(Reuters) - Verizon Communications Inc’s chances of buying the 45 percent stake in Verizon Wireless owned by Britain’s Vodafone Group Plc will hinge, at least in part, on the quality of tax advice it is getting.
Verizon, the No. 2 U.S. telecommunications company, may have found a way to structure a purchase of the stake so that Vodafone can avoid a multibillion-dollar U.S. capital gains tax bill, sources familiar with Verizon’s plans said. The possibility of a huge tax bill has previously been regarded by analysts as a big hurdle to any such deal.
Reuters reported last Wednesday that Verizon was preparing a bid worth about $100 billion to take full control of Verizon Wireless - it already owns the other 55 percent - by buying the stake, according to people familiar with the matter. There are no guarantees that Vodafone will want to sell its stake or that Verizon will pursue the plan.
Vodafone declined to comment on the possibility of a Verizon bid for its stake or on the tax question.
One person familiar with the situation said Vodafone cannot consider the size of any tax payout in a possible transaction until the company has received an offer, which it has not.
A Verizon spokesman declined to comment.
Verizon hopes that if it structures a transaction to eliminate much of the tax bill, it can encourage Vodafone to come to the table for talks. Some analysts and investors say Verizon may have to pay as much as $130 billion to clinch the deal.
The tax bill on a $100 billion deal, based on a simple acquisition of the stake, would be about $38 billion, according to UBS Investment Research. It could be much higher if the deal’s price tag rises above that figure, UBS noted.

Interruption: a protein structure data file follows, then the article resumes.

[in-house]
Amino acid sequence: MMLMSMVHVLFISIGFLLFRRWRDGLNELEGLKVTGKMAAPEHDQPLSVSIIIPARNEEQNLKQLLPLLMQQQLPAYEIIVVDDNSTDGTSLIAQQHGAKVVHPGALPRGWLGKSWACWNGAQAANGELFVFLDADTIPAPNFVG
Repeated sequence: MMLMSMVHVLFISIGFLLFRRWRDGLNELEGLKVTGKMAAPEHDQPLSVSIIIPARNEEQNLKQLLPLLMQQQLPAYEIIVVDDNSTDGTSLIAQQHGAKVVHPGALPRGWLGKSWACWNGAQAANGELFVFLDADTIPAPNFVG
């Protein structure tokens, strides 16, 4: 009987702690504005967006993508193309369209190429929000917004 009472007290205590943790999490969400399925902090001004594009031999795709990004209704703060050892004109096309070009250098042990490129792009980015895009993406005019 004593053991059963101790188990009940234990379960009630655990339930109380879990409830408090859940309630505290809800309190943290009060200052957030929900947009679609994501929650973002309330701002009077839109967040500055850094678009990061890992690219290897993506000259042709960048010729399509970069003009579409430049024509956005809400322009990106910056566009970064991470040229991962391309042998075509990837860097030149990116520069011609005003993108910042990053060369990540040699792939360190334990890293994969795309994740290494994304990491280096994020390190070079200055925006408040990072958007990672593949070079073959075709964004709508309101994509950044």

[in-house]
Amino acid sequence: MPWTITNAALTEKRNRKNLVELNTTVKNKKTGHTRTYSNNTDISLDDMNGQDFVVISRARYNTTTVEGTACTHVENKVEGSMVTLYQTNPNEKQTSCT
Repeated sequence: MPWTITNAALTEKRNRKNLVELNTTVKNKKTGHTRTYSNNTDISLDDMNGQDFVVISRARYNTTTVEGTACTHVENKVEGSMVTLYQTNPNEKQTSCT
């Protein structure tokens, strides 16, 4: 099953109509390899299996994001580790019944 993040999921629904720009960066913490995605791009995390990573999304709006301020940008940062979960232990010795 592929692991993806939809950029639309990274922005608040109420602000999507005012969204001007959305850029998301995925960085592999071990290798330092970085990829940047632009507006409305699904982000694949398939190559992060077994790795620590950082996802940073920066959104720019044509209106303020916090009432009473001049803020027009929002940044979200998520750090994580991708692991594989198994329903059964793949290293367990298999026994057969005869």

That tax bill is based on the massive growth Verizon Wireless has experienced since it was established 13 years ago. The 45 percent stake that Verizon Communications wants to buy is owned by Vodafone Americas, a U.S. holding company. Given it is a U.S. entity, if Vodafone Americas were to sell that stake outright it would have to pay the full capital gains tax on the stake.
But the sources said Verizon Communications is contemplating a two-part deal that could avoid this. Instead of buying the stake outright, the sources said, Verizon Communications would buy the Delaware-based Vodafone Americas.
The seller of Vodafone Americas would not be a U.S.-based entity, so no U.S. capital gains tax would be due, said Robert Willens, a tax and accounting expert and author of the Willens Report.
Vodafone’s international structure is complicated, involving many holding companies, and the precise ownership of some assets is unclear. Vodafone Americas also owns some of Vodafone’s non-U.S. assets, the sources said, probably including some in Germany and Spain. These would be sold back to Vodafone by Verizon Communications, which would keep the Verizon Wireless stake, they said.
The two transactions could be done simultaneously or one after the other.
While the sale of the Verizon Wireless stake would not incur capital gains tax, the sale of the international assets back to Vodafone would. This is because it would involve the sale of assets by Verizon Communications, a U.S. entity.
Compared with Verizon Wireless, the smaller international assets are thought to have gained little in value. Analysts estimated their sale could hit Verizon Communications with a U.S. tax bill of about $5 billion or less.